Misconceptions regarding learning/teaching

Thank you @LjiljanaHavran for writing this post. Why don’t we start advocating for PD where teachers can really develop the skills and knowledge needed to support learners in their learning journey?

Paul Nation in Learning Vocabulary in Another Language (p.573) affirms that some teachers and course designers follow principles that go against research findings when comes to vocabulary learning for instance. I’m sure we can relate to/find all or some, either in our own practice and/or coursebooks:
“All vocabulary learning should occur in context.”
“The first language should not be used as a means of presenting the meaning of a word.”
“Vocabulary should be presented in Lexical sets.”
“Monolingual dictionaries are preferable to bilingual dictionaries.”
“Most attention should be paid to the first presentation of a word.”
“Vocabulary learning does not benefit from being planned, but can be determined by the occurence of words in texts, tasks and themes.”

Since I started reading research and reflecting on the past and present, I’ve realized that a lot of what we do, we do because we’ve always been done that way.

So, I agree with Nation when he says that course designers who follow these principles should read the relevant research and reconsider their position. I don’t believe that the unit of progression should be vocabulary only and neither it should be grammar like most coursebooks bring.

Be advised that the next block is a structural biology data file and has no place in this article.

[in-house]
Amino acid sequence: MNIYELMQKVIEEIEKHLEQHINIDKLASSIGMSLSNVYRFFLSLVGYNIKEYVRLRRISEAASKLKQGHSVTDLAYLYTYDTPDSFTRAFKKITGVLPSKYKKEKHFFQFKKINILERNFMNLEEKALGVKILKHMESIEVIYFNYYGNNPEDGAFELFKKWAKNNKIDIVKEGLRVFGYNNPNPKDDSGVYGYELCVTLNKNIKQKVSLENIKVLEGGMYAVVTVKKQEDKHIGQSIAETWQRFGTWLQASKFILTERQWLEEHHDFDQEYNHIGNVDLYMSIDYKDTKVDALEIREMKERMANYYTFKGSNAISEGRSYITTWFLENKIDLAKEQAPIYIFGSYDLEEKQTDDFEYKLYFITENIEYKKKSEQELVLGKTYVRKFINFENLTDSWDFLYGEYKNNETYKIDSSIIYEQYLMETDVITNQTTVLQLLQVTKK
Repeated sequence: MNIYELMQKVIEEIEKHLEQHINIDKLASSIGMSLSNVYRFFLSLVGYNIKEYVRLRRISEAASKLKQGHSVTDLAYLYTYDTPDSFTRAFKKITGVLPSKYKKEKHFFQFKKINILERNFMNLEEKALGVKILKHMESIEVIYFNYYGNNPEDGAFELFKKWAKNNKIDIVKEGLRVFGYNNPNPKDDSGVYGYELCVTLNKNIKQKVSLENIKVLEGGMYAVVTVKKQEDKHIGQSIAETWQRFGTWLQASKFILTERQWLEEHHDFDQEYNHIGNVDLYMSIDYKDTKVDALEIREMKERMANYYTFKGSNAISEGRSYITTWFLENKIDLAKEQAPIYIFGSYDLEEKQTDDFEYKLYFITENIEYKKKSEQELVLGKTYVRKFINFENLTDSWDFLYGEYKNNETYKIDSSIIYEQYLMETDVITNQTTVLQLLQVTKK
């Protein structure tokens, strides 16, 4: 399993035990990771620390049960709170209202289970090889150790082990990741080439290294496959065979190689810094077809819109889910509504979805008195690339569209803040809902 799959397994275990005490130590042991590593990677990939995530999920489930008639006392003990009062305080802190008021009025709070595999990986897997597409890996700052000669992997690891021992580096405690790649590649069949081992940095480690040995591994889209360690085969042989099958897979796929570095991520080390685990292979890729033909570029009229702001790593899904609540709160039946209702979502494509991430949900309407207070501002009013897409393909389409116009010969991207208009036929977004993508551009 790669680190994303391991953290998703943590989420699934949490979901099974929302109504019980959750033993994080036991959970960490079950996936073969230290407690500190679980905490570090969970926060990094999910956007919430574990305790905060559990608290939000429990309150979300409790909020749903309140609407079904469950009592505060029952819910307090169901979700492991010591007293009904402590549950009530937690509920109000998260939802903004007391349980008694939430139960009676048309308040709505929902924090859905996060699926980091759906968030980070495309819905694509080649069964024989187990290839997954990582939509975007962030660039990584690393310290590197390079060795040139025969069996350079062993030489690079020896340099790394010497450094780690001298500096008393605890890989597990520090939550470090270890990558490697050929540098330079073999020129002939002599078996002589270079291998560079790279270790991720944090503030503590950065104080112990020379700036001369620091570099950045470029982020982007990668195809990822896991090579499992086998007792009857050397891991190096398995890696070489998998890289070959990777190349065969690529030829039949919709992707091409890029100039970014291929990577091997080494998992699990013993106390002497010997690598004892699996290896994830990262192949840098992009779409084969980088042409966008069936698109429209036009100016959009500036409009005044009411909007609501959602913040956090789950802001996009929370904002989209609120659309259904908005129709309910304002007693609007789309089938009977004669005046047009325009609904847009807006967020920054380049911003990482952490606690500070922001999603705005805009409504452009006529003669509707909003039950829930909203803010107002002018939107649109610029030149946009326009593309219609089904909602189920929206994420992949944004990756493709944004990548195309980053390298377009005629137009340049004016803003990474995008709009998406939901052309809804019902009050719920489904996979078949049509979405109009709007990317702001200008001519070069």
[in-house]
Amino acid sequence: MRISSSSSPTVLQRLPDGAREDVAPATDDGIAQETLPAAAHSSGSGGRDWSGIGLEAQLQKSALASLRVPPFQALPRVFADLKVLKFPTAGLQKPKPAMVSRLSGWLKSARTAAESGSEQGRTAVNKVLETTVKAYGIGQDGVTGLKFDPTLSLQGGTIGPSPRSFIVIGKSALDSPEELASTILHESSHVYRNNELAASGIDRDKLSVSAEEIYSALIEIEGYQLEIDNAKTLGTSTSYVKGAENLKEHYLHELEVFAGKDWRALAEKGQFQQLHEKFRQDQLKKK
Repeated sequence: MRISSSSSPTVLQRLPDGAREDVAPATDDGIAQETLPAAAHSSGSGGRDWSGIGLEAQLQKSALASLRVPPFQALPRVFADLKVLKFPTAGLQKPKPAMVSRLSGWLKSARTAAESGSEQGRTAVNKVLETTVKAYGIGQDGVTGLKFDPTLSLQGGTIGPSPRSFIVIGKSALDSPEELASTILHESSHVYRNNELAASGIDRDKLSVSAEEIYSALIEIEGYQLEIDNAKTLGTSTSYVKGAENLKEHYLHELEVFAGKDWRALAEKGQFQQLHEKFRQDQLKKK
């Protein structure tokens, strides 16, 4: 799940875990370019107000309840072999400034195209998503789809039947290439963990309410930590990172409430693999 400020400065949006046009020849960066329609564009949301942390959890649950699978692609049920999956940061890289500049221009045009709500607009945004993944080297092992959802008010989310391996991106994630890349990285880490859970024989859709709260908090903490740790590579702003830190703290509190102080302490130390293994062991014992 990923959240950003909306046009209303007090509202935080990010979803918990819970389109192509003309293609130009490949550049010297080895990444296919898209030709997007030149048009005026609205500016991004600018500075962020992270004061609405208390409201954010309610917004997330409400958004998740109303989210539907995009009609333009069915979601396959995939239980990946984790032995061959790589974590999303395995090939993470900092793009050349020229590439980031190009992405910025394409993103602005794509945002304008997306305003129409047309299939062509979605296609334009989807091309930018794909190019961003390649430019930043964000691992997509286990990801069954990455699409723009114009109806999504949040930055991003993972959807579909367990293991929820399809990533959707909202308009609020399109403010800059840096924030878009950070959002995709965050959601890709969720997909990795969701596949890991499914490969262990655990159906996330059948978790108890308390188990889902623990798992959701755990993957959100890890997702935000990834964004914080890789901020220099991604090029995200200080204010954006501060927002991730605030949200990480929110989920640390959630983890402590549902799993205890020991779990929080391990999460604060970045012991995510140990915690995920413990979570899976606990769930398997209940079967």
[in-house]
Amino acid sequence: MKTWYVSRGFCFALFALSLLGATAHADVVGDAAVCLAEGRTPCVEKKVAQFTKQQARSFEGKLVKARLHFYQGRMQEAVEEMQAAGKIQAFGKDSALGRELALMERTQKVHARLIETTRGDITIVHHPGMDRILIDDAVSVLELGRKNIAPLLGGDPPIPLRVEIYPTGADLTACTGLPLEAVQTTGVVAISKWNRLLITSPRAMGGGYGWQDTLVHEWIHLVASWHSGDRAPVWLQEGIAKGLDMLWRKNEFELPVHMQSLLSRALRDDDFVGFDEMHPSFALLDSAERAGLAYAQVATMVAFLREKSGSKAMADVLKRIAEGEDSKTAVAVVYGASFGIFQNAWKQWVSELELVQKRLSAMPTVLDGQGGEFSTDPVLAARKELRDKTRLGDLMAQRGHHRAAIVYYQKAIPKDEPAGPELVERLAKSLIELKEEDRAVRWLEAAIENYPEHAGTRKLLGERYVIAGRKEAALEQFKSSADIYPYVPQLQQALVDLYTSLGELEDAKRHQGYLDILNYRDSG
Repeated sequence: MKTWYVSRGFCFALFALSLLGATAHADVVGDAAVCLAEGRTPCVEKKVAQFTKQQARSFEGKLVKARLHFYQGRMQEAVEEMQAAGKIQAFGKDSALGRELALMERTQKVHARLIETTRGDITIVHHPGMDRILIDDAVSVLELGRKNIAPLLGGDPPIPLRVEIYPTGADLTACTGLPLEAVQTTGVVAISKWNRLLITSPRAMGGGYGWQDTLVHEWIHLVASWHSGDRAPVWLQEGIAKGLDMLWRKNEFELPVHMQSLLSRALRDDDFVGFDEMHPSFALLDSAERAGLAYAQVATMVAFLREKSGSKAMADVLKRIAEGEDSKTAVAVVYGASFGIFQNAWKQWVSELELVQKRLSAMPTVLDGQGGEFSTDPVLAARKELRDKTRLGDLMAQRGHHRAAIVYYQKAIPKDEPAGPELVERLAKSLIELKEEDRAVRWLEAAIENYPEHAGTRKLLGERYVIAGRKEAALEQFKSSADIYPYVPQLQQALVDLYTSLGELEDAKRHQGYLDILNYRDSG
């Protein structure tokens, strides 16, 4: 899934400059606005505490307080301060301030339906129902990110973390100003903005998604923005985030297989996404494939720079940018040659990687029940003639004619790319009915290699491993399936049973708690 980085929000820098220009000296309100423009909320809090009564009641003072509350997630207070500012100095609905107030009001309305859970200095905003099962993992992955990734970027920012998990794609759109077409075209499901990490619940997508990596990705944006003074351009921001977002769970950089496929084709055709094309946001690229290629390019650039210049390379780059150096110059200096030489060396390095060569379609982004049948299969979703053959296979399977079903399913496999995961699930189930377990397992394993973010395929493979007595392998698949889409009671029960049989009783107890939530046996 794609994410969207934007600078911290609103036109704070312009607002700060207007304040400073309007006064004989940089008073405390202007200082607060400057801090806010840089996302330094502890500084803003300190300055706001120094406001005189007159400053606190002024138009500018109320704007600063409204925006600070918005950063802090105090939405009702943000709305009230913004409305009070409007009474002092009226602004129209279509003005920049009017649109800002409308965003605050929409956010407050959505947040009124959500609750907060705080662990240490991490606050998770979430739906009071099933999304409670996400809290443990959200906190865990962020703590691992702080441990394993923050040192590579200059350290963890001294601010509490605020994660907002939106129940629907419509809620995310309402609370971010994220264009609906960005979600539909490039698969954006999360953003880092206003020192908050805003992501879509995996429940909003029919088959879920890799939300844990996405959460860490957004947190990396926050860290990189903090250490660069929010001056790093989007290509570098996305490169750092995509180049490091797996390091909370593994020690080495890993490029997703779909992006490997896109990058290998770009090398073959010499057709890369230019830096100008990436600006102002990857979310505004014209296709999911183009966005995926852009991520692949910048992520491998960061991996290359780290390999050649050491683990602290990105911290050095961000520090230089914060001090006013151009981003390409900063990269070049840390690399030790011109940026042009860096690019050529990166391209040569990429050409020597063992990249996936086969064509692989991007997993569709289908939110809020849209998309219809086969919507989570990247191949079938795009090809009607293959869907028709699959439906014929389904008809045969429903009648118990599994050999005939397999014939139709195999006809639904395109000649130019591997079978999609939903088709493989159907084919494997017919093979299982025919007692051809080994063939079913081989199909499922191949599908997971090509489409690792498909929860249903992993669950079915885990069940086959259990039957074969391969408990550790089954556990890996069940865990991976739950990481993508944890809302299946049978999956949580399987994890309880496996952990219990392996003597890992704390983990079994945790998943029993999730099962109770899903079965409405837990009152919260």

Ljiljana Havran's Blog

Students come to classrooms with all sorts of misconceptions regarding learning. One of them is that (1) learning a language can happen a lot faster than it does.

When I ask my teenage (intermediate) students who are fluent in English to explain how they study the language, they usually say that they have never studied English. This sounds strange, but it is true. They’ve been immersed into the English language and culture for years watching Cartoon network when they were very young, and later on watching films on some other popular English/American channels (films were not dubbed into Serbian!), playing games and chatting with their foreign friends, reading e-books, listening to music on the Net. They’ve picked up the language as they’ve been exposed to many Englishes (varieties/ dialects/accents) on a daily basis since a very early age.

It is really amazing teaching English to a new generation of students who…

View original post 1,122 more words

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One thought on “Misconceptions regarding learning/teaching

  1. Pingback: Words | #KELTChat

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